Dinner with Buddha (Hardcover)

By Roland Merullo

Algonquin Books, 9781565129283, 320pp.

Publication Date: June 2, 2015

List Price: 24.95*
* Individual store prices may vary.

June 2015 Indie Next List

“Otto Ringling and Russian Buddhist monk Volya Rinpoche are on the road again! The third book in Merullo's series is another divine combination of spirituality, adventure, and humor. While Otto is still pondering life's big questions, Volya continues to try to get him to understand that life is just not as complicated as we make it. As with the first two books, I totally devoured the thought-provoking conversations, the random encounters with people along the way that leave a lasting impact, and Otto's continued search to find a good meal 'on the road.' Rich, wise, and delightful!”
— Jamie Hope Anderson (W), Duck's Cottage, Duck, NC
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Description

If life is a journey--with detours, paths from which to choose, and myriad roadblocks to overcome--then Otto Ringling is most certainly on
the journey of a lifetime.  


The first fifty or so years of Otto's journey were pretty good. He felt he had it all until one day he didn’t.

Looking for answers, he calls on his enlightened brother-in-law, Volya Rinpoche, a wise man with Russian roots, a Tibetan heritage, and an international reputation as a spiritual teacher. The two men first got to know each other on a journey years before, during which they explored both the real and spiritual aspects of the world around them. Now Otto needs his brother-in-law’s wisdom once more, and this time it turns out that Rinpoche himself is also looking for guidance.

They embark on a road trip over highways and back roads across the middle of America, hoping to sort out what’s troubling them. They encounter a diverse cast of characters along the way as they look for answers to life’s mysteries.

With its highs and lows, their trip is, of course, a metaphor for life’s larger journey. But it is also a lesson in love and gratitude.The two travelers peer beneath the surface of things to seek a deeper purpose. Luckily, for them and for us, we never know what’s waiting around the next bend in the road.

“We, like Otto, find our cynicism worn away by Rinpoche’s gentle instruction in the simple but terribly difficult art of letting go, living each moment to the fullest, seeing the sacred in the everyday . . . This brave, meditative author has carved a unique niche in American literature.” —Kirkus Reviews, starred review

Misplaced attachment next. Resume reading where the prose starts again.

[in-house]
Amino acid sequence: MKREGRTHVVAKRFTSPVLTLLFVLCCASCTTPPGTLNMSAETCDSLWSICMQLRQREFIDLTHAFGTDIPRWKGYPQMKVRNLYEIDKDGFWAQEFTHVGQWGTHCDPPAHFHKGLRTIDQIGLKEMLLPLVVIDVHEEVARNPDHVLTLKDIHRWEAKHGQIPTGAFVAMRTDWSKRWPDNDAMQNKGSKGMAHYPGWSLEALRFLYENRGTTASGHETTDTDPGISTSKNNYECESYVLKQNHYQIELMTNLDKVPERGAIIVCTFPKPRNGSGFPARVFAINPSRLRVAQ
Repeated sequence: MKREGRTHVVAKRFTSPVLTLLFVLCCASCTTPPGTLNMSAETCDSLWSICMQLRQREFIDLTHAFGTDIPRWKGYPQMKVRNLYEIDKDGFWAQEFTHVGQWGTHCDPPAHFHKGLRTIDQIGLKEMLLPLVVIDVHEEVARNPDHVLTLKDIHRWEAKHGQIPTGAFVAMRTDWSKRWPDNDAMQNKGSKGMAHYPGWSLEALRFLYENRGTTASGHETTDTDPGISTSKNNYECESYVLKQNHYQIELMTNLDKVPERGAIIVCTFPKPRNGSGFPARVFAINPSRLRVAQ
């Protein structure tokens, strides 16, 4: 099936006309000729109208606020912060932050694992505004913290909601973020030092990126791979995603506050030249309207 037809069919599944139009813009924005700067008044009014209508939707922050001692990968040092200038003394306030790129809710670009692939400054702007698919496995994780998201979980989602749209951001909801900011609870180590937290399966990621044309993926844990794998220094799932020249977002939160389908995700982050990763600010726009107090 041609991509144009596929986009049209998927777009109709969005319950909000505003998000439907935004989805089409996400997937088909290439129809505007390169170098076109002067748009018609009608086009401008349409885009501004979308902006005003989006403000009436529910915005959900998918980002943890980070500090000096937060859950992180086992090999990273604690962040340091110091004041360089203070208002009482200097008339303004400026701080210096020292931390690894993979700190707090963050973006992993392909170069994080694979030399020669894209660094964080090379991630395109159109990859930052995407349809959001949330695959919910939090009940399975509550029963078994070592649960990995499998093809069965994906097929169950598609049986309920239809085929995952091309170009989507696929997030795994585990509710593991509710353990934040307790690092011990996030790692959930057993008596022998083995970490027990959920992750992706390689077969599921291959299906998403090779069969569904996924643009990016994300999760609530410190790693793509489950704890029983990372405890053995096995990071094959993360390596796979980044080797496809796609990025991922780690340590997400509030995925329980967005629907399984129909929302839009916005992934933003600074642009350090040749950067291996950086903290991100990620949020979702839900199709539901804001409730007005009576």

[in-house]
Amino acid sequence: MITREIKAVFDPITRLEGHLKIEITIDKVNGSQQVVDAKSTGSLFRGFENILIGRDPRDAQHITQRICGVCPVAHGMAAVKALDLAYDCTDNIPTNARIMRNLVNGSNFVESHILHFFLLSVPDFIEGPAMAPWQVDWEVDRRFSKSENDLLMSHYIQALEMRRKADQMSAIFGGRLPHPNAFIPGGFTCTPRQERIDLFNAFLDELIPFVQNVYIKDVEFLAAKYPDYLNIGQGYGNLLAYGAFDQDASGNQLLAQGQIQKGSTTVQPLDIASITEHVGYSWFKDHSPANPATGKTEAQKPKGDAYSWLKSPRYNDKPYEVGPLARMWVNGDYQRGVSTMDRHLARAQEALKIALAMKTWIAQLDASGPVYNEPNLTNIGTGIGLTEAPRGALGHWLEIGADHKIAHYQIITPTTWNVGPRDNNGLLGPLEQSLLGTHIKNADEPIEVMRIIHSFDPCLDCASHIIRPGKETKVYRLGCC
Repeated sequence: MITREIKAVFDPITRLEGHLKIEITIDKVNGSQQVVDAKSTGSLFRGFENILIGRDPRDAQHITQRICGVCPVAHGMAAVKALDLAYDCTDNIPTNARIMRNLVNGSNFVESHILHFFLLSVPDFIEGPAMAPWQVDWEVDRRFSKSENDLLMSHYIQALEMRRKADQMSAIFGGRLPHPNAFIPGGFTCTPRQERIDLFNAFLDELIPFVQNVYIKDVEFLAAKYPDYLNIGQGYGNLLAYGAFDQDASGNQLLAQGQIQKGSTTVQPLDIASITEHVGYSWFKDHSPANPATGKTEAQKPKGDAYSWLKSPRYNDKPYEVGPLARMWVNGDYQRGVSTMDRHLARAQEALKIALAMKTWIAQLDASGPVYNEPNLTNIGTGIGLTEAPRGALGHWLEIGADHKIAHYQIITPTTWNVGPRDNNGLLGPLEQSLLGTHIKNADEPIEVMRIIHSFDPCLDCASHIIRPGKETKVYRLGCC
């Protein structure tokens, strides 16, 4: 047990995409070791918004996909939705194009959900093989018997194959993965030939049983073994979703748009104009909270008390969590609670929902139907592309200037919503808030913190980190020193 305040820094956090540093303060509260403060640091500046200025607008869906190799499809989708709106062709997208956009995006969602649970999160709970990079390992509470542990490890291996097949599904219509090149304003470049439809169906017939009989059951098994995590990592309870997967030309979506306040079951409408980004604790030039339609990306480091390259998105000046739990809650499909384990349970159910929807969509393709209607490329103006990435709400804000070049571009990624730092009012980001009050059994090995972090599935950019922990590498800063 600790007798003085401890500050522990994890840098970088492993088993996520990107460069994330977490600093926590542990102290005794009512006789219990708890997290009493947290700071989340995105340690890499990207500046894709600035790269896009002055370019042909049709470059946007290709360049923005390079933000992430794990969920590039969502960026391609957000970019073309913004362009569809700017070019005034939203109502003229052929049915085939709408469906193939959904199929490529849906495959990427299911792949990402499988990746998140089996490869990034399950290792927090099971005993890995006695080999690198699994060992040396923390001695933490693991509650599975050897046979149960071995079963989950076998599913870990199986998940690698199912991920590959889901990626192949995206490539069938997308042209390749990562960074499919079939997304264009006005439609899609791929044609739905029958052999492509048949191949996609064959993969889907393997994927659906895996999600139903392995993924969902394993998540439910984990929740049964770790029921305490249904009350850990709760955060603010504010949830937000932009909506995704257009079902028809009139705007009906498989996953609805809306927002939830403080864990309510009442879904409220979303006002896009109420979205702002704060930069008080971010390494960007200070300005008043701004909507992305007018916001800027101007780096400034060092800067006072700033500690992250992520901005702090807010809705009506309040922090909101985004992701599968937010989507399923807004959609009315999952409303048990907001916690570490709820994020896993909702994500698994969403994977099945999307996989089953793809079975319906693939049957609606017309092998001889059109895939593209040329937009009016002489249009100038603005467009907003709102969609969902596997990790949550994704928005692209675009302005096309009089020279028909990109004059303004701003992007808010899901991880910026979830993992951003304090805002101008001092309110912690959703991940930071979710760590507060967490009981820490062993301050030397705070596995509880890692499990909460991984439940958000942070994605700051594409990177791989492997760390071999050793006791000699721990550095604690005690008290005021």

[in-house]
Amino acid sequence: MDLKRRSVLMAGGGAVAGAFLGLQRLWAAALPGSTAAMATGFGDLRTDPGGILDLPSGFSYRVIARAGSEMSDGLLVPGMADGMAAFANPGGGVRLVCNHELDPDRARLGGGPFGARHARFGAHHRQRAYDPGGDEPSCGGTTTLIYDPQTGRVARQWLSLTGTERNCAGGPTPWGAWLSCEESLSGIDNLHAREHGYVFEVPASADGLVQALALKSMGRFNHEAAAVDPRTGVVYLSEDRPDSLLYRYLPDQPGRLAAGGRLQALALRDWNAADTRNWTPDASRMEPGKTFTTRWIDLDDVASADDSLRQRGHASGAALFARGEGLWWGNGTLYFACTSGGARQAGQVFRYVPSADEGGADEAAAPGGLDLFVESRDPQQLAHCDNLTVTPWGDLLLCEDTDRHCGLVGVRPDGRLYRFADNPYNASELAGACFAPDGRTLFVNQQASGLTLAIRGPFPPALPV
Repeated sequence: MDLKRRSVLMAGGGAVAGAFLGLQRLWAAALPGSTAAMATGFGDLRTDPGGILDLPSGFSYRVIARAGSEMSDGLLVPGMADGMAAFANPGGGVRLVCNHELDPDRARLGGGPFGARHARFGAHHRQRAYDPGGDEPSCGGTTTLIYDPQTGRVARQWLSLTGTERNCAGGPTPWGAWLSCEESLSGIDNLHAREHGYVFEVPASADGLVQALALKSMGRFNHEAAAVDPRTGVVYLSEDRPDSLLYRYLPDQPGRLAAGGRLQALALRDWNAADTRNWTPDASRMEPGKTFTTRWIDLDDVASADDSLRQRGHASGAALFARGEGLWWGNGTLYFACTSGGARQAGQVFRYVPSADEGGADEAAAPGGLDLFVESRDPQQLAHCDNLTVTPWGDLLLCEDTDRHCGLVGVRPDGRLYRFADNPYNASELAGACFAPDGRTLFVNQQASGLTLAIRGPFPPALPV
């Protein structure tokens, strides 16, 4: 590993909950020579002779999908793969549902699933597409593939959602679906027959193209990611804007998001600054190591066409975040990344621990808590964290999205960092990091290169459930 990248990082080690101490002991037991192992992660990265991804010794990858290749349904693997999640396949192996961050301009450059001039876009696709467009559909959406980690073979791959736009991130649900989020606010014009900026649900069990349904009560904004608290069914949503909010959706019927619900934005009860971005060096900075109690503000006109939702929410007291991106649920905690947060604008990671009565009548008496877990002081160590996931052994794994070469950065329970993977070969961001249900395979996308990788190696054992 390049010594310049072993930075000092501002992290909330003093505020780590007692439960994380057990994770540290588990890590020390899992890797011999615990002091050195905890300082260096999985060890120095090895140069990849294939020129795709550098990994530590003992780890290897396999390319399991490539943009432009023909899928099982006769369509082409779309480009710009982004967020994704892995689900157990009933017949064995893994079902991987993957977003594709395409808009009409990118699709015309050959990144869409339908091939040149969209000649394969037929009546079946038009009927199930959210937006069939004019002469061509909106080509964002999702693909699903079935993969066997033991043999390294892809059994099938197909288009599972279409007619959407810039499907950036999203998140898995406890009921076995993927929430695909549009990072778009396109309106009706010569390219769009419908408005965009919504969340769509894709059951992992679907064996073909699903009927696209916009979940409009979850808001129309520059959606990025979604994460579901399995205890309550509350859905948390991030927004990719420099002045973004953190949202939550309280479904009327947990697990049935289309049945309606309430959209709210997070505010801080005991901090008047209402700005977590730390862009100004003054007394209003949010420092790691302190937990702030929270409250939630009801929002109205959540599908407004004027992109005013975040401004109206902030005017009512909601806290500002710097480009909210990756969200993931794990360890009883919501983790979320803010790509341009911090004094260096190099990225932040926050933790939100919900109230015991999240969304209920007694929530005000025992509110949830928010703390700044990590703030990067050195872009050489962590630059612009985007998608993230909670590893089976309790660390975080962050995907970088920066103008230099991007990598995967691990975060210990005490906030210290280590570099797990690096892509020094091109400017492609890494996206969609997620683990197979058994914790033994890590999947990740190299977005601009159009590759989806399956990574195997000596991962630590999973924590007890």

About the Author

Roland Merullo is the critically acclaimed author of five books of nonfiction and twelve novels, including the Revere Beach Trilogy, Golfing with God, Breakfast with Buddha, The Vatican Waltz, and Dinner with Buddha. He lives with his wife and children in Massachusetts. His website is www.rolandmerullo.com.


Praise For Dinner with Buddha

“Diners, truck stops, Indian reservations, national landmarks, Las Vegas--all lead the duo down the road to both prayerful seeking and hilarious adventure. Otto's first-person narration lends a memoir-like tone, and references to current events (Pope Francis, the 2016 election, fracking) offer a sense of immediacy. Likable Otto and wise Rinpochet lead readers on a thoughtful and memorable journey.” —Shelf Awareness for Readers, starred review

“With six unconventionally religious novels to date, this brave, meditative author has carved a unique niche in American literature.” —Kirkus Reviews, starred review

“Merullo offers keen insight into and intelligent assessments of modern American life, but it is his compassionate portrait of a grieving Otto in search of inner tranquility that is most affecting.” —Booklist

“Merullo masterfully depicts the struggles of practicing mindfulness moment by moment . . . [the] novel is  full of nuanced, thoughtful prose and is an immensely satisfying conclusion to the series.”—Publishers Weekly

“Otto is such a full human, which is why we can empathize with his questions and immerse ourselves in his experiences. In the end, we are all humanized by the spiritual journey of Dinner with Buddda.” —Spirituality and Practice